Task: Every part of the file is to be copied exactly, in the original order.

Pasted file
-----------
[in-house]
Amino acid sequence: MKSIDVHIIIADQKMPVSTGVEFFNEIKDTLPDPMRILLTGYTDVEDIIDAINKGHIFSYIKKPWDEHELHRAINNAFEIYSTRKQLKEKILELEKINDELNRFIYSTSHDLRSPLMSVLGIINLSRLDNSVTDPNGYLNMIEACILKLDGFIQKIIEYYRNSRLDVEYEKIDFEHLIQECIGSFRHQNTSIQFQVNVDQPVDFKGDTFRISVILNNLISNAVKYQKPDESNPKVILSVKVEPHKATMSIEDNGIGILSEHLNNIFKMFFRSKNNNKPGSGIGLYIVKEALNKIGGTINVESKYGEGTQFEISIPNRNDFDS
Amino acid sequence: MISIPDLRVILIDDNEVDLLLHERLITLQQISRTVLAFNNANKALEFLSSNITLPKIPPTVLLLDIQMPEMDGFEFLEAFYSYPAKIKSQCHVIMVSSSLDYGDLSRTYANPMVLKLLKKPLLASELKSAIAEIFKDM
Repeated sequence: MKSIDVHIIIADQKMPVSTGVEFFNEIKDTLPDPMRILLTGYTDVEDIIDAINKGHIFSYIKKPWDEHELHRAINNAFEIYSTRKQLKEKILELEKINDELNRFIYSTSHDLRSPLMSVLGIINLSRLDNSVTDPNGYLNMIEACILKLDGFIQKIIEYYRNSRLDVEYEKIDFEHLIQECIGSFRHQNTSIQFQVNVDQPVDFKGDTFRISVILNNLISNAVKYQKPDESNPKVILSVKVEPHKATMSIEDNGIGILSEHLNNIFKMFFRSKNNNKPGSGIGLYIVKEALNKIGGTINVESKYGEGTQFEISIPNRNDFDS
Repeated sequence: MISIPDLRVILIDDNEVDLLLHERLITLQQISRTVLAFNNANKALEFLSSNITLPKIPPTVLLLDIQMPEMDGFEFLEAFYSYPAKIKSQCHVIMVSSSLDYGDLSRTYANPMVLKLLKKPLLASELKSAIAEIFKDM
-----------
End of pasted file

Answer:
[in-house]
Amino acid sequence: MKSIDVHIIIADQKMPVSTGVEFFNEIKDTLPDPMRILLTGYTDVEDIIDAINKGHIFSYIKKPWDEHELHRAINNAFEIYSTRKQLKEKILELEKINDELNRFIYSTSHDLRSPLMSVLGIINLSRLDNSVTDPNGYLNMIEACILKLDGFIQKIIEYYRNSRLDVEYEKIDFEHLIQECIGSFRHQNTSIQFQVNVDQPVDFKGDTFRISVILNNLISNAVKYQKPDESNPKVILSVKVEPHKATMSIEDNGIGILSEHLNNIFKMFFRSKNNNKPGSGIGLYIVKEALNKIGGTINVESKYGEGTQFEISIPNRNDFDS
Amino acid sequence: MISIPDLRVILIDDNEVDLLLHERLITLQQISRTVLAFNNANKALEFLSSNITLPKIPPTVLLLDIQMPEMDGFEFLEAFYSYPAKIKSQCHVIMVSSSLDYGDLSRTYANPMVLKLLKKPLLASELKSAIAEIFKDM
Repeated sequence: MKSIDVHIIIADQKMPVSTGVEFFNEIKDTLPDPMRILLTGYTDVEDIIDAINKGHIFSYIKKPWDEHELHRAINNAFEIYSTRKQLKEKILELEKINDELNRFIYSTSHDLRSPLMSVLGIINLSRLDNSVTDPNGYLNMIEACILKLDGFIQKIIEYYRNSRLDVEYEKIDFEHLIQECIGSFRHQNTSIQFQVNVDQPVDFKGDTFRISVILNNLISNAVKYQKPDESNPKVILSVKVEPHKATMSIEDNGIGILSEHLNNIFKMFFRSKNNNKPGSGIGLYIVKEALNKIGGTINVESKYGEGTQFEISIPNRNDFDS
Repeated sequence: MISIPDLRVILIDDNEVDLLLHERLITLQQISRTVLAFNNANKALEFLSSNITLPKIPPTVLLLDIQMPEMDGFEFLEAFYSYPAKIKSQCHVIMVSSSLDYGDLSRTYANPMVLKLLKKPLLASELKSAIAEIFKDM